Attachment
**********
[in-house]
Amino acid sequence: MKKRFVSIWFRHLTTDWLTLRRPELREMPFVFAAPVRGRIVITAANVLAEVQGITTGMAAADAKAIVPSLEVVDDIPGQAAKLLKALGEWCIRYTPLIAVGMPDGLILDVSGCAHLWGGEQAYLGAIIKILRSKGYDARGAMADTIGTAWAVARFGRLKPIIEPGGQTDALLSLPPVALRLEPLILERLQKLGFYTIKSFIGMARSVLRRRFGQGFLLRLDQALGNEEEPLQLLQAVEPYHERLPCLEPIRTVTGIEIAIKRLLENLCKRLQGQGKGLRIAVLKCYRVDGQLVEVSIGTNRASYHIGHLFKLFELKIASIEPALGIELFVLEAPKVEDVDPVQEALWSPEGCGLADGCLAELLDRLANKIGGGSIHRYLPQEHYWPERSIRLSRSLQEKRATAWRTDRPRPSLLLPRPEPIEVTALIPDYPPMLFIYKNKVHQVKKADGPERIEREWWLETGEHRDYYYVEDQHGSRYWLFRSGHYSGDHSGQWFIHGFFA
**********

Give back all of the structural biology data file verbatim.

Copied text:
[in-house]
Amino acid sequence: MKKRFVSIWFRHLTTDWLTLRRPELREMPFVFAAPVRGRIVITAANVLAEVQGITTGMAAADAKAIVPSLEVVDDIPGQAAKLLKALGEWCIRYTPLIAVGMPDGLILDVSGCAHLWGGEQAYLGAIIKILRSKGYDARGAMADTIGTAWAVARFGRLKPIIEPGGQTDALLSLPPVALRLEPLILERLQKLGFYTIKSFIGMARSVLRRRFGQGFLLRLDQALGNEEEPLQLLQAVEPYHERLPCLEPIRTVTGIEIAIKRLLENLCKRLQGQGKGLRIAVLKCYRVDGQLVEVSIGTNRASYHIGHLFKLFELKIASIEPALGIELFVLEAPKVEDVDPVQEALWSPEGCGLADGCLAELLDRLANKIGGGSIHRYLPQEHYWPERSIRLSRSLQEKRATAWRTDRPRPSLLLPRPEPIEVTALIPDYPPMLFIYKNKVHQVKKADGPERIEREWWLETGEHRDYYYVEDQHGSRYWLFRSGHYSGDHSGQWFIHGFFA